Just a few more thoughts on this topic–though I’m still hoping we can get some others to comment or guest-post on the subject.
First of all, regarding Margaret Atwood: you’re right, Handmaid’s Tale was the first Atwood I read, but Alias Grace is her best of the ones I have read (and I haven’t read Blind Assassin). Although, as you point out, hers vary widely in style and genre, so it’s a little hard to compare them.
But let’s talk YA. How about John Green? Looking for Alaska, a debut novel, won the Printz Award in 2006 and An Abundance of Katherines won a Printz Honor in 2007. In my opinion, Katherines is the better book, moving beyond the–let’s face it–typical first-novel autobiographicalism of Alaska and doing something really different and interesting. But Katherines did win an honor, something none of Green’s subsequent books have managed to do. And here again, it’s hard to know how much of that is anticipation and familiarity. John Green has an amazing fan base, both online and in terms of real readers who actually buy his books, and of course, that includes the librarians who are on award committees. But it does make me wonder a little bit if I and other readers are able to read his latest book, The Fault in Our Stars, completely objectively. Would I have a different reaction to it if I had read it without knowing the author? In this case, possibly not–because it sounds like a John Green book. The characters are John Green characters, and the dialogue is John Green dialogue. So if I didn’t know John Green had written it, I might be thinking, “Wow, this author is really ripping off John Green.” But it will be interesting to see where it lands in this year’s Printz deliberations.
Filed under Awards, Books, Teens
I have a ton of thoughts on your last post, but I want to focus on one thing in particular: your point that librarians are biased towards nonfiction that “reads like fiction.” Is this something that we (meaning YALSA members) can (or should) try to change? Obviously, as you point out with the 1962 biography example, nonfiction itself goes through a lot of fads and changes. Maybe this is just the current trend and we should go with it? Still, I feel like there are books that are being slighted.
You’ve been on the Printz Committee, and you’ve appointed people to the Printz Committee. Is this a topic that comes up at all? Is it possible to change a committee member’s mind about what makes a Printz-worthy nonfiction book? Or, is it possible to find librarians who have different approaches to nonfiction to appoint in the first place?
1) My nonfiction books fall into both categories, in a way. My two history books, both part of Lucent’s World History Series (The Reformation, 1995 and The Age of Exploration, 1998) I wrote with the intention of telling the stories behind those interesting times. Nevertheless, because they were part of a series, there were certain constraints I had to meet, including the format (double-column, textbook-style; black and white illustrations; timeline, etc.). I also tried to be as neutral as possible, although I know that some of my biases came through, especially in the Reformation book. I was always aware as I was writing them that I wanted them to be interesting to read, but also useful for students doing reports.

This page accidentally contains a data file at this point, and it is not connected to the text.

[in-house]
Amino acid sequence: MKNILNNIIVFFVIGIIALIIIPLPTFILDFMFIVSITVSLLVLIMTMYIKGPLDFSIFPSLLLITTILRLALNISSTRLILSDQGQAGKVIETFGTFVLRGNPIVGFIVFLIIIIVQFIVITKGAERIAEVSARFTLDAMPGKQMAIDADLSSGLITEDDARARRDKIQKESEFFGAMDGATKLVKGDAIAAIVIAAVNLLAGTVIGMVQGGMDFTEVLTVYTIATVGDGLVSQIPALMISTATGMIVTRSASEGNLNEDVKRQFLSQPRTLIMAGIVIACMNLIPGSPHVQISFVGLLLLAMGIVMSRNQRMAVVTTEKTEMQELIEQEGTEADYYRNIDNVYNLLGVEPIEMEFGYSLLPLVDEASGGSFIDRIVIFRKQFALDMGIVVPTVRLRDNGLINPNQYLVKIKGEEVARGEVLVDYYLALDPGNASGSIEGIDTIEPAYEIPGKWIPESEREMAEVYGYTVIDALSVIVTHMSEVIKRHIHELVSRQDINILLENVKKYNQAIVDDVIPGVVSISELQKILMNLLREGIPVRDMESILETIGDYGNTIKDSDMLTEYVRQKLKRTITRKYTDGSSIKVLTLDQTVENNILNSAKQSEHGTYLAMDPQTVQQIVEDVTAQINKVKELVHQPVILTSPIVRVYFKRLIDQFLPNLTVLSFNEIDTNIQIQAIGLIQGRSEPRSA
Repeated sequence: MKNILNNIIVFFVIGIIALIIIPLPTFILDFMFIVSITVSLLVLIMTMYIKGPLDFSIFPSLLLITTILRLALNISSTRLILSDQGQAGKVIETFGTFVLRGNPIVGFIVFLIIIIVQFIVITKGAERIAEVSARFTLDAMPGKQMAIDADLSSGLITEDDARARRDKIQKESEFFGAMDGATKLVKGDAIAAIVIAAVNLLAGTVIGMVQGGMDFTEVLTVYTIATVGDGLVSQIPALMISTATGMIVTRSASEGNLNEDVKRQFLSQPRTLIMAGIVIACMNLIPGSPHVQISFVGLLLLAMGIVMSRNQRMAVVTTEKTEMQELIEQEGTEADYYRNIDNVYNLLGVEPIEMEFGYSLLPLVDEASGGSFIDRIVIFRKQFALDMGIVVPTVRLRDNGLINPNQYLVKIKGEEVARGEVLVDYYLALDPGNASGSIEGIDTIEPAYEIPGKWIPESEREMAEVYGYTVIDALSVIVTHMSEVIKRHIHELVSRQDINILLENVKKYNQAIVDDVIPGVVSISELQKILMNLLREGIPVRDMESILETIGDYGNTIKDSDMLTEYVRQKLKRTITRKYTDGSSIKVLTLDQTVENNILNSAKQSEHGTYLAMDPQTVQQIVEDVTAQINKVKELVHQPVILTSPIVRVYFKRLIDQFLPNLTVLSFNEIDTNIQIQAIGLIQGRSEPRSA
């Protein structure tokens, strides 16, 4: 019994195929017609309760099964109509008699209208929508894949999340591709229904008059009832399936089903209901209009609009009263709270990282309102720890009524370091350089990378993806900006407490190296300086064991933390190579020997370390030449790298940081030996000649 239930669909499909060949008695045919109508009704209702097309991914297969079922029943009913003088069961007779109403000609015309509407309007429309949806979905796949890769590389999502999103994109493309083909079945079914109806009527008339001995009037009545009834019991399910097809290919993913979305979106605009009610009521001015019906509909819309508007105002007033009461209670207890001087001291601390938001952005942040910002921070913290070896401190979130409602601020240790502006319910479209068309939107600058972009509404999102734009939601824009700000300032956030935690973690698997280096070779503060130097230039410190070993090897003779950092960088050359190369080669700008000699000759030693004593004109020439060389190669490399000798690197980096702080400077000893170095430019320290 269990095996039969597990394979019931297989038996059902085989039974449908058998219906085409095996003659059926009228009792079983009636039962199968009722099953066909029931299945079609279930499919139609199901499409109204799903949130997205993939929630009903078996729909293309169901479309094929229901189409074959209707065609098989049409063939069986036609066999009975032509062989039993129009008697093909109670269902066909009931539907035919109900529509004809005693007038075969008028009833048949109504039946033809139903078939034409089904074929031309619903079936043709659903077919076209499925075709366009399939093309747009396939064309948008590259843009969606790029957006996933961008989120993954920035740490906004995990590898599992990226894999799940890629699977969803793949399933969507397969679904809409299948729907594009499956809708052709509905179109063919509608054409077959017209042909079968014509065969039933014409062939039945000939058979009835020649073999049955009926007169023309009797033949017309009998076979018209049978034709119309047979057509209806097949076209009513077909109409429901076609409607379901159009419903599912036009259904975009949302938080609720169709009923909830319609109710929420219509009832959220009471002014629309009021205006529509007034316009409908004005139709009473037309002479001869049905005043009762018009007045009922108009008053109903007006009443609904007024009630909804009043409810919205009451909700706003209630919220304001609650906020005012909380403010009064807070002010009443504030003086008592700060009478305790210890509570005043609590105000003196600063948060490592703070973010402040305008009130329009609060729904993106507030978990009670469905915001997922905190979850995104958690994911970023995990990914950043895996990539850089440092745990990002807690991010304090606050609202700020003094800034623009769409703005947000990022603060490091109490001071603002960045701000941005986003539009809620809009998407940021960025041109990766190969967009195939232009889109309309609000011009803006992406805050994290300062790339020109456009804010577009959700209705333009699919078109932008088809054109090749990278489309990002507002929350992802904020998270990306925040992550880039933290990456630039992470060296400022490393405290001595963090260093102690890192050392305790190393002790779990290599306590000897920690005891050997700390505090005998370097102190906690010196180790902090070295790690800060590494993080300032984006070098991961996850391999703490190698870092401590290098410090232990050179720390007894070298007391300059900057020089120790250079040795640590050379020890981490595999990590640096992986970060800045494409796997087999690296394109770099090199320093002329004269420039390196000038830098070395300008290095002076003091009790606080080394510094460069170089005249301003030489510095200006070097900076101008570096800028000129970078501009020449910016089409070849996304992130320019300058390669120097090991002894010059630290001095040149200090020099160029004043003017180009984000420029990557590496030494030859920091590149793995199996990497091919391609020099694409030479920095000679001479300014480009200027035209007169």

The other two books, Sports in America (Lucent, 1996) and Space Exploration: A Pro/Con Issue (Enslow, 2000) were definitely written with school reports in mind. In fact, I had some struggles with the editors on both of these books, because I wanted to emphasize my own opinions (of which I have many on these two topics), but they wanted them to be very factual in the “opposing viewpoints” style: “Some people say this, while others say that.” I could see the point, but it was actually hard for me to do.
A little while back I did a post for The Hub in which I put together a list of notable nonfiction titles from 2012 so far, culled mostly from starred lists and books by authors who have previously won awards. One of the things that I noticed while I was putting together the list was that I almost reflexively ignored a whole category of books which we might call “curriculum support.” For example, Booklist gave a very enthusiastic star to a book called Money in Sports by Nick Hunter, which is parts of a series called Ethics of Sports, and gives all sorts of fascinating statistics and information about money in sports but is essentially fodder for a school report. In contrast, the books I listed all fall into what we might call “narrative nonfiction”: books that tell a compelling story. Obviously, these narrative NF books can be used (and often aspire to be used) in school reports and research, but many of them are of such a limited focus that it seems unlikely that they would be. But even granting that there is some overlap, the whole experience got me thinking about this possible dichotomy between narrative and curriculum books. (Also, as an aside, the concept of narrative vs. strictly information NF is clearly not solely a YA or Children’s issue – it exists for adult books as well, but it seems to be particularly relevent to teens because of the every present school assignment issue.)